Tuesday, 10 July 2012

O'Shashar's Misadventures With His Airbrush - Starting Out

Good evening and thank you for joining me once again in the Cupboard of Nurgle. Today I would like to talk to you about starting out with airbrushing and depending how much I learn as I go along this may become a regular series of tips. Now I am new to airbrushing so my tips will really only be good for people who have just started or are thinking about starting out.

Firstly I would recommend you ask yourself why you want an airbrush, it seems to be a bit of a stupid question but by asking myself this I had put this purchase off for a long time based on the knowledge that most of the painting I would do could be achieved with a paint brush. Personally I got an airbrush as I wanted to paint a large amount of terrain and vehicles as well as apply base coats in batches.

Once you have decided this is something you want to invest in it is time to either ask someone who knows about airbrushing miniatures at your local game club or search the internet for information. I went the internet route as I know a lot of people interested in airbrushing but like me have held off. The internet is full of useful information and differing points of view so try to read as much as you can to get an overall view of what's out there.

After my research I decided I would need the following:
  • Airbrush ( To start I got a cheap double action one to test with before I get the higher quality one I have my eye on purely so if this went badly I wouldn't have sunk too much money into it)
  • Compressor with an air tank ( to prevent pulsation in the air pressure and over heating )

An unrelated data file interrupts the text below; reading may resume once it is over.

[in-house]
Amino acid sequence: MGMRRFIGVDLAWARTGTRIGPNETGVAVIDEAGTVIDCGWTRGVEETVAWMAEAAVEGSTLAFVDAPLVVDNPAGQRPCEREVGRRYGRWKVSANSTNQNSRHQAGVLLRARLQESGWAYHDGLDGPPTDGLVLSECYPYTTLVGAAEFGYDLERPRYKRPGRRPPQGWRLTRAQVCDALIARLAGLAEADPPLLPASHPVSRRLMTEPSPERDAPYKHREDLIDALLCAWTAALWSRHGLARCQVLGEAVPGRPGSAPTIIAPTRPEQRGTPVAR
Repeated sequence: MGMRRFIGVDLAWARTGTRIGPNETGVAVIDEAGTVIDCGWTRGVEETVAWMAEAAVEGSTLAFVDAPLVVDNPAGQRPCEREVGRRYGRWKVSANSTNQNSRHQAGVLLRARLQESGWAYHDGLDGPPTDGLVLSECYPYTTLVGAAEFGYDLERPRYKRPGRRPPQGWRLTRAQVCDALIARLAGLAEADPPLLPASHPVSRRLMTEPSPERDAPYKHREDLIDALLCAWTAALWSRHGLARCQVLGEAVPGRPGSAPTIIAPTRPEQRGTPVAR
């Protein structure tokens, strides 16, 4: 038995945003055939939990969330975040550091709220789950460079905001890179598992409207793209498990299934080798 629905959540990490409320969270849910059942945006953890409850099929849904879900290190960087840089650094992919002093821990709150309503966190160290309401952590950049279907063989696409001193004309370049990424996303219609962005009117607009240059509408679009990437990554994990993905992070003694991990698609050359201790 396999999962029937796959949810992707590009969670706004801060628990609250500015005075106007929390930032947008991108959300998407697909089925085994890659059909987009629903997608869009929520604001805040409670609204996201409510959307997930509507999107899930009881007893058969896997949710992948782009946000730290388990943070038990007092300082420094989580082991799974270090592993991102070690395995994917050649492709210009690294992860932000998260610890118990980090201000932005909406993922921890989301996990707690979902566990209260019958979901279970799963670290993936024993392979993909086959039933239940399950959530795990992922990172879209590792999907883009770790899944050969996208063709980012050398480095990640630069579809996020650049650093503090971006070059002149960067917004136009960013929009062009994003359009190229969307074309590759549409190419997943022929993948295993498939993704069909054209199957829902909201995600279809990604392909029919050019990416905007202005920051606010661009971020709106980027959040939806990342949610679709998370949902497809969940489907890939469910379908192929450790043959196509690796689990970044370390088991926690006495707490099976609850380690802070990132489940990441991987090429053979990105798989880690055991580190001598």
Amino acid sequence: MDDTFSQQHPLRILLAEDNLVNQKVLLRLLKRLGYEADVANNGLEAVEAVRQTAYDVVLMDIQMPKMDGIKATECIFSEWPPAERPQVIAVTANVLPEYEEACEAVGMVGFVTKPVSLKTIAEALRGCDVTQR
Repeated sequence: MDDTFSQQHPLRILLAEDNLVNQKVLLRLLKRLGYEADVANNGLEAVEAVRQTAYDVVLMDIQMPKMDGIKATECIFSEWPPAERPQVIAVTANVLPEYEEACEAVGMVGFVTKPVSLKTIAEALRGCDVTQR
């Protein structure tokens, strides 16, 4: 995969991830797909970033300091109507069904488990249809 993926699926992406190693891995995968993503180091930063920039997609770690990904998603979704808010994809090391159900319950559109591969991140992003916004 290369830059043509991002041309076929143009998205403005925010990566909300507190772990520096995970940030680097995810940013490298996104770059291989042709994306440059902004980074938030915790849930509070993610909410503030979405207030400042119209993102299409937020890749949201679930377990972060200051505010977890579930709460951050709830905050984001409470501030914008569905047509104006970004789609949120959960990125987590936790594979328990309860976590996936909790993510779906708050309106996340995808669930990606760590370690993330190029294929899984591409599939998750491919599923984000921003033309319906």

• Airbrush Holder ( I got a combined Airbrush holder & cleaning jar and has served me well )
  • Cleaning Tools
  • Cleaning Fluid
  • Moisture Trap
  • Respirator ( Acrylics are not toxic by nature and without the chemicals of propellant they are not as bad for you but I don't think breathing in something that is a nightmare to get off your hands is a good idea )
This is by no means a comprehensiveness list and if you find anything you feel will make your experience better go for it. You will also need to think of where you plan to spray as it will need to be well ventilated and spray booths to buy or build can be found online. A lot of people recommend buying a second needle for the brush as they are quite delicate and even a small bend can render them useless, I would like to add to this they are sharp enough so you won't feel them go stick in until you hit something solid.

So now you have your set up and are eager to get started you should stop and read the instructions for all the equipment you bought, now I know this goes against everyone's favourite method of trial and error but keep in mind that you have just spent a fair amount of money on equipment you haven't used before and there is a good chance something is going to go wrong.

Once you are familiar with the instructions you want to disassemble and reassemble your airbrush a few times to make yourself comfortable with doing this for cleaning. I did not do this and while using my airbrush I took the needle out to clean it causing me to flood it all with paint. Due to this I had to disassemble it, coated in paint and with no idea how it went back together I do not recommend that to anyone.

Next time I will be talking about using your Airbrush for the first time, paint choices and all the fun and failures I have experienced so far.

Until then keep spreading his gifts to all you encounter in your travels through the warp.